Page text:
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Florida Probate Rules

If you are looking for guidance on the rules that govern probate cases, Chapter 731 through Chapter 735 of the Florida Statutes are the Florida Probate Code. The rules that govern probate proceedings in Florida are located in the Florida Probate Rules, Part I and Part II, Rules 5.010 – 5.530.

Probate Rules in Florida

The Probate Rules are extremely important when it comes to Florida law regarding estates, wills, and even guardianships. The Rules may seem boring or less relevant, like those explaining how to serve the court-filed documents, but they all have a necessary purpose. The Rules discuss how discovery matters are handled when someone contests or challenges a Florida will, and it explains how an estate is to be administered.

These rules grant significant authority to a probate court judge and allow him or her to appoint a personal representative of an estate, or even an estate curator.

There are over 100 rules in total, and these rules work in tandem with the relevant Florida statutes that cover wills, probate matters, and guardianships. Here are some of the more pertinent examples you’ll find covered in the Florida Probate Rules:

  • Florida Probate Rule 5.200: Discusses exactly what needs to be addressed in the petition for administration.
  • Florida Probate Rule 5.340: This rule covers estate inventory while 5.341 explains what your rights are regarding information about the estate and the administration.
  • Florida Probate Rules 5.342 and 5.3425: These rules discuss safe deposit boxes and determining what the contents are.

Guardianships

The Florida Probate Rules are not just about the Florida estate probate process and how to administer the estate. They also spell out what the process is for conducting guardianships for minors and incapacitated adults. It grants the judge the right to appoint a guardian ad litem or administrator ad litem.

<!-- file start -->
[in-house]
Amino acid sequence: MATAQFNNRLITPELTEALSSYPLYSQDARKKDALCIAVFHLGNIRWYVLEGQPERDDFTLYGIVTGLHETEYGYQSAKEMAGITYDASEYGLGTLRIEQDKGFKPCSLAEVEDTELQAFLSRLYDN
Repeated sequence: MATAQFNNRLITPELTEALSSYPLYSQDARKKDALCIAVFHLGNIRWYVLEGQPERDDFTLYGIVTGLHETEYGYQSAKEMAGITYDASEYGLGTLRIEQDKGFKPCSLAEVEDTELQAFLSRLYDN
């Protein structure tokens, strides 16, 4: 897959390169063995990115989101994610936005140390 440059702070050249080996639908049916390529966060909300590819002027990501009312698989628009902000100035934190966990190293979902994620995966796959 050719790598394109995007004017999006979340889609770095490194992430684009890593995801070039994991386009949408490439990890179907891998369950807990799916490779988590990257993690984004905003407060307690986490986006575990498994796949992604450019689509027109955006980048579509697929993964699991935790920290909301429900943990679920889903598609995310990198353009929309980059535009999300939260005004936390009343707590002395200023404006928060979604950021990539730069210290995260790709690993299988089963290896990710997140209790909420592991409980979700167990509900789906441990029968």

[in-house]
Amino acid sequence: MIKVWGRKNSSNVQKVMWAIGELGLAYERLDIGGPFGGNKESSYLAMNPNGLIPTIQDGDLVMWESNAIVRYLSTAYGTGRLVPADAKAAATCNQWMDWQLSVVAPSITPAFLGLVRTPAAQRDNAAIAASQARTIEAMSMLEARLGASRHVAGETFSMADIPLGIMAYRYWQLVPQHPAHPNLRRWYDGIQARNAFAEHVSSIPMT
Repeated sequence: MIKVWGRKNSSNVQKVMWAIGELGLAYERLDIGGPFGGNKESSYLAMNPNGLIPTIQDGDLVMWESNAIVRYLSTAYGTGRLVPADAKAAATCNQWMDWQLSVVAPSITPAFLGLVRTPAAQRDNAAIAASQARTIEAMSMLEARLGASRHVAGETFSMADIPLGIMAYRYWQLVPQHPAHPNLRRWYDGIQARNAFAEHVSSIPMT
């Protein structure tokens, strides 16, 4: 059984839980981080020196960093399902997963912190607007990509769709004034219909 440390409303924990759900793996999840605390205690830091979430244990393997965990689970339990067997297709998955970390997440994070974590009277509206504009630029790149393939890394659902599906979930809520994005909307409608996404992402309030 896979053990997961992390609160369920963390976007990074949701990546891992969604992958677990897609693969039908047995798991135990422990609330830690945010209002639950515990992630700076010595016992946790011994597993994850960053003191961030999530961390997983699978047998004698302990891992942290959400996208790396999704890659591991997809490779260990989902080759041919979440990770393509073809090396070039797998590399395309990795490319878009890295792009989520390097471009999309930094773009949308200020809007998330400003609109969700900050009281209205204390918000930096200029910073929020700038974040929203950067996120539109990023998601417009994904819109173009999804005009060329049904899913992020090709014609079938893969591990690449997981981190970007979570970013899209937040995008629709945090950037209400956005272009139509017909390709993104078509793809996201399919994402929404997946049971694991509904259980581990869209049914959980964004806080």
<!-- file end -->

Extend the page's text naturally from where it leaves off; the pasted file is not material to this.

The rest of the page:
Sometimes there may be a guardianship dispute, which is also referred to as a contested guardianship. This can result when other people, including family members, try to control someone and their property.

If you have a family member who is unable to care for their business affairs or personal needs, Florida Probate Rule 5.560 discusses a petition for appointment of a guardian. This is typically done with a petition to determine incapacity, which is covered under Florida Probate Rule 5.550.

Types of Probate Administration

You might assume that because the decedent’s estate is small, there is no need to go through a probate in the first place. There are different types of probate: summary administration and formal administration. Summary administration is reserved for smaller estates of certain sizes and requirements, but they are still covered under the Florida Probate Code and the related probate rules.

Retaining a Florida Probate Attorney

If you have a loved one who passed away, you might be inclined to handle the probate on your own. Probate can be a complex and frustrating process, especially if someone else in your family is challenging or contesting the will. It’s best to speak with a skilled Florida probate attorney to learn what options are available and guide you through the process. Contact the Law Offices of Larry E. Bray, P.A. at 561-571-8970 to schedule a consultation.

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